The village grew steadily and during the years after the 2nd World War its inhabitants decided to market this unique region to tourism. After a while the tourists started to recognize the name of the fell, Levi, as the name of the skiing resort, and this name was used in tourist circles rather than Sirkka. Nowadays Levi is widely known as the biggest ski and recreation centre in Finland.
Sirkka's first real tourism business was formed in 1953, with the creation of the Matkailumaja chalets (which are still operating under the name Levilehto Apartments). Even during the early days of the 1950's tourists came all the way from faraway countries; Australia, Canada and Japan, to visit the village of Sirkka and Levi fell. The traveller's interest towards Levi grew further during the 1960's with the onset of slalom skiing and had increased dramatically by 1964 when Kittilä municipality acquired land from the Levi fell. The building of holiday cottages started in Levi at the end of the 1970's and by 1976 the accommodation capacity of Sirkka village was up to 997 beds.
In 1976 Levin Hissit Oy, the slope company, was founded. During the slope company's early days the skiing season didn't start until February and ended on the 1st of May. The potential for tourism in the area was dramatically increased in 1982 with the opening of Kittilä Airport, less than 20km from the village. The following year the slope company built an 800m long summer toboggan ride on the fell, as the village tried to market itself as an all-year destination, rather than solely winter. To make the sales and marketing of the area more effective, Levi Travel Ltd was formed in 1989 and it's office was also used as a central booking office for the whole area. During the 1992-1993 winter season Levi was elected as the Finnish skiing centre of the year for the first time, an accolade it has won many times since.
At midnight on new years eve in 1999 the first gondola lift in Finland was started in Levi. The following season, between 29/11/2000 and 2/12/2000 Levi hosted a men's European Cup slalom and giant slalom competition for the first time, and as a result of it's success the following season saw Levi named as the only reserve location for Aspen's World Cup competitions, and thus Levi gained a permanent place in the FIS competition calendar during the autumn of 2001. This meant that Levi was practically accepted as an equal World Cup organizer among the other, more traditional World Cup ski venues. During the 2000-2001 season Levi became the biggest ski centre in Finland, when measured by the ski passes sales.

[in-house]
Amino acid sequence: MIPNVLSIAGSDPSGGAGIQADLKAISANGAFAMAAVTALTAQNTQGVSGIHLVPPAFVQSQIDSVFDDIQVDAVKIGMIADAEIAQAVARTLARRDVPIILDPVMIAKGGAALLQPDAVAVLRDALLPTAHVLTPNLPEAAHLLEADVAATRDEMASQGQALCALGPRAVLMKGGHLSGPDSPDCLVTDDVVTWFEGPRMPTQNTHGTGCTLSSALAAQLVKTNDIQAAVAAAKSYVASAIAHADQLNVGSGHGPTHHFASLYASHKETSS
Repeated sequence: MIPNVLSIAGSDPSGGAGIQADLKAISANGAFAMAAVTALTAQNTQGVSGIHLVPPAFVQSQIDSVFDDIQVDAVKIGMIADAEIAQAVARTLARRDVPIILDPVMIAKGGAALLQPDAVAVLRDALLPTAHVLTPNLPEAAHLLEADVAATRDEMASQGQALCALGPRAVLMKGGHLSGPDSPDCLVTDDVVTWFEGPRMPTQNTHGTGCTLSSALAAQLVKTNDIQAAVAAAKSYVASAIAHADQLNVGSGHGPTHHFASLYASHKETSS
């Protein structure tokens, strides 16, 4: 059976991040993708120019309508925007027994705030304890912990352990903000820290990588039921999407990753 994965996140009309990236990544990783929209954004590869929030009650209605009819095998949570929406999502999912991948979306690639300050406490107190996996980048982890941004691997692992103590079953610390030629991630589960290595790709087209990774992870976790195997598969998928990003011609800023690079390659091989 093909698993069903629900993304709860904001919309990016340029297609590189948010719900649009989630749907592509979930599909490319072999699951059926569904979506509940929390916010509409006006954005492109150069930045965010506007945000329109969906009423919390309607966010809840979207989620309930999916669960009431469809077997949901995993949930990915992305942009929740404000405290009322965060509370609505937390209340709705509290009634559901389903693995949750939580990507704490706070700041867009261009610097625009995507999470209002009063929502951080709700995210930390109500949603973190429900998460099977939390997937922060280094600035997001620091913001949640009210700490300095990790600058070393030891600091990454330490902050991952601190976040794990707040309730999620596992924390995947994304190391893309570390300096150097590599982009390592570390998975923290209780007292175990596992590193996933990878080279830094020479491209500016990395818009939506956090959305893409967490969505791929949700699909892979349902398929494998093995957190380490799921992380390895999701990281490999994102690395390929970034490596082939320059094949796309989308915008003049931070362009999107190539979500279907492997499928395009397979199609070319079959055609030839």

During the 2001-2002 season work on the competition centre (owned by the slope company) was completed at the ground station of the gondola lift. The investments to the competition area included building the gondola lift and the World Cup slope with enclosed services, competition lighting (to make it possible to show the skiing on television), artificial snow capability (not that it needs it!) and the competition centre meeting international standards.
The success continued when Levi was allowed to organize the women's opening European Cup competition between 29-30/11/2001. The needs of cross-country skiers were also kept in mind when the first skiing track made with artificial snow was opened on25/10/2001. The men's opening European Cup competition was held in Levi between 27-30/11/2002 and finally the true Alpine circus arrived to the fell when the women's World Cup was hosted in Levi between 27-29/2/2004.
Besides the Alpine competitions, Levi started to successfully host other international competitions. The Ski Orientation World Championships from 3-12/3/2005 brought a lot of foreign competitors, press and other quests to Levi, as did the airlines World Championships held from 13-18/3/2005.
The competition calendar of Levi now shows that the resort has grown rapidly into an internationally recognised ski resort and today Levi can be described as Finland's biggest winter destination with 47 slopes, 26 ski lifts and 230 km of skiing tracks.